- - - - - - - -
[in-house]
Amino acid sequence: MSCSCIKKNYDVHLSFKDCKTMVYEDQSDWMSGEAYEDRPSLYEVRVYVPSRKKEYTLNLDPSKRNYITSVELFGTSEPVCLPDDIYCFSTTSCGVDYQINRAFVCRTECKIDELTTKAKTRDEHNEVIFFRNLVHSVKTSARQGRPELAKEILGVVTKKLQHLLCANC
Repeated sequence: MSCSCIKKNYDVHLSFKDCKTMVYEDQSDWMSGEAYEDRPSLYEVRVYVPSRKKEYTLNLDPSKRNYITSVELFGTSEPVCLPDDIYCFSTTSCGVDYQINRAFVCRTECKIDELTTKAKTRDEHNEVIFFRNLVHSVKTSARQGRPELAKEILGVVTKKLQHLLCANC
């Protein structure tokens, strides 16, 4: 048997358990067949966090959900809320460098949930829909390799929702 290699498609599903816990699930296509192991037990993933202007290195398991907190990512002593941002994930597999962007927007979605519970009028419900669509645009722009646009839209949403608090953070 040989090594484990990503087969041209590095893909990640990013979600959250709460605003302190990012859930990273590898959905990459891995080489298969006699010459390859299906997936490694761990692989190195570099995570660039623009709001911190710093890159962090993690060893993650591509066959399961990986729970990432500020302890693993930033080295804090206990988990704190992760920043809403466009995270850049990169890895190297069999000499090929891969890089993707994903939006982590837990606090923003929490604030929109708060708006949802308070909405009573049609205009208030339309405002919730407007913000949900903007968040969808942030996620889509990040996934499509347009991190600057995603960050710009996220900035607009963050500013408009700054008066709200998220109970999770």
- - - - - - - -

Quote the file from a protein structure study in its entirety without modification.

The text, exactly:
[in-house]
Amino acid sequence: MSCSCIKKNYDVHLSFKDCKTMVYEDQSDWMSGEAYEDRPSLYEVRVYVPSRKKEYTLNLDPSKRNYITSVELFGTSEPVCLPDDIYCFSTTSCGVDYQINRAFVCRTECKIDELTTKAKTRDEHNEVIFFRNLVHSVKTSARQGRPELAKEILGVVTKKLQHLLCANC
Repeated sequence: MSCSCIKKNYDVHLSFKDCKTMVYEDQSDWMSGEAYEDRPSLYEVRVYVPSRKKEYTLNLDPSKRNYITSVELFGTSEPVCLPDDIYCFSTTSCGVDYQINRAFVCRTECKIDELTTKAKTRDEHNEVIFFRNLVHSVKTSARQGRPELAKEILGVVTKKLQHLLCANC
């Protein structure tokens, strides 16, 4: 048997358990067949966090959900809320460098949930829909390799929702 290699498609599903816990699930296509192991037990993933202007290195398991907190990512002593941002994930597999962007927007979605519970009028419900669509645009722009646009839209949403608090953070 040989090594484990990503087969041209590095893909990640990013979600959250709460605003302190990012859930990273590898959905990459891995080489298969006699010459390859299906997936490694761990692989190195570099995570660039623009709001911190710093890159962090993690060893993650591509066959399961990986729970990432500020302890693993930033080295804090206990988990704190992760920043809403466009995270850049990169890895190297069999000499090929891969890089993707994903939006982590837990606090923003929490604030929109708060708006949802308070909405009573049609205009208030339309405002919730407007913000949900903007968040969808942030996620889509990040996934499509347009991190600057995603960050710009996220900035607009963050500013408009700054008066709200998220109970999770």